The craze for wooden floors instead of carpets has led to a surge in accidents, figures suggest.
Scooters became the latest craze - prompting more accidents
More than 12,000 people were hurt in falls onto wood in 2002 - a fourfold increase since 1998. Many of these involved slipping while wearing socks.
The fashion for pavement-length flared jeans also seems to carry risks, according to the Royal Society for the Prevention of Accidents (RoSPA)
It says "trouser-related mishaps" have nearly doubled to more than 9,000.
Changing fashions is a recurring theme in the latest RoSPA report on how people in the UK hurt themselves at home and during leisure pursuits.
It estimates that 2.7 million people needed hospital treatment after accidents at home during 2002, while a further 2.8 million sought medical attention after being hurt while out and about.
Accident causes 2002
High heels: 8,500
Zip flies: 700
While the overall trend is down, the numbers of certain types of accidents - such as those involving wooden floors - has risen sharply.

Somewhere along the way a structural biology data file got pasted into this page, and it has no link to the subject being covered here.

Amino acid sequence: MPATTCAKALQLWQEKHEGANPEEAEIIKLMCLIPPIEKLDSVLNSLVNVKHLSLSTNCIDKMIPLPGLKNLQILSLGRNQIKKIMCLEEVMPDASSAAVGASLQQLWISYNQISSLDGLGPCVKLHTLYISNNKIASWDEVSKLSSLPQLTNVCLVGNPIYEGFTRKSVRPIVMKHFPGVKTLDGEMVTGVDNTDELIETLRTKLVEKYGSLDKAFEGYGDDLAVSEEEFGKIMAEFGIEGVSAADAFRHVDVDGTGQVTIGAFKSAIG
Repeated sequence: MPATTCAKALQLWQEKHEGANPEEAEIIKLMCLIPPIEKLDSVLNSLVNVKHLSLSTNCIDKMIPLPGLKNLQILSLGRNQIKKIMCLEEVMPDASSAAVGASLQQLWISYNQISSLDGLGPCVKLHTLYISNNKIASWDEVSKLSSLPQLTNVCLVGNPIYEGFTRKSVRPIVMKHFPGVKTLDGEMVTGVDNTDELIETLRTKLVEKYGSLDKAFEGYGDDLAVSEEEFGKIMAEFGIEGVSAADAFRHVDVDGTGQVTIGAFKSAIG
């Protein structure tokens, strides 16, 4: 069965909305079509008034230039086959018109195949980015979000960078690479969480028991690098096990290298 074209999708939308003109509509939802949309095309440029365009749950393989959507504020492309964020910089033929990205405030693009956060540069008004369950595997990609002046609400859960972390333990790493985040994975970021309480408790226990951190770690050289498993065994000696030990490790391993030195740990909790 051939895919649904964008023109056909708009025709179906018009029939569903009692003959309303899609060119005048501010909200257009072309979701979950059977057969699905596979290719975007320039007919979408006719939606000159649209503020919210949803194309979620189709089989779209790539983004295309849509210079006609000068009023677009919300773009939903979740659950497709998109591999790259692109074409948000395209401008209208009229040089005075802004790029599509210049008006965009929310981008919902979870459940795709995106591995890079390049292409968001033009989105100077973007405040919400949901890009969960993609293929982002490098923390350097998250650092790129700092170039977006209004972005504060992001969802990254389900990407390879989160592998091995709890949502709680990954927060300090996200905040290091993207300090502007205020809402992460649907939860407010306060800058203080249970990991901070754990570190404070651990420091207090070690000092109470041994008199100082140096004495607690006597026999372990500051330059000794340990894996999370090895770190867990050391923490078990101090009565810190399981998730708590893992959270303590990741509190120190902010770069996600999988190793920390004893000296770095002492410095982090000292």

While carpets appear to be losing popularity they still caused 70,000 falls, up from 55,000 five years earlier.
The scooter craze has also taken its toll. In 1998, about 2,200 people, mainly children, came a cropper in incidents involving the two-wheelers - usually the ordinary toy variety.
But in 2002, a total of 19,700 people were injured following the explosion in popularity of trendy adult scooters.
RoSPA is advising manufacturers planning new products to design with safety in mind, and to improve safety information.
But spokesman Roger Vincent added that some accidents could be put down to misuse of products.
"Some people don't listen to the warnings and they think it won't happen to them," he said.
"I would say to consumers that they should read the instructions."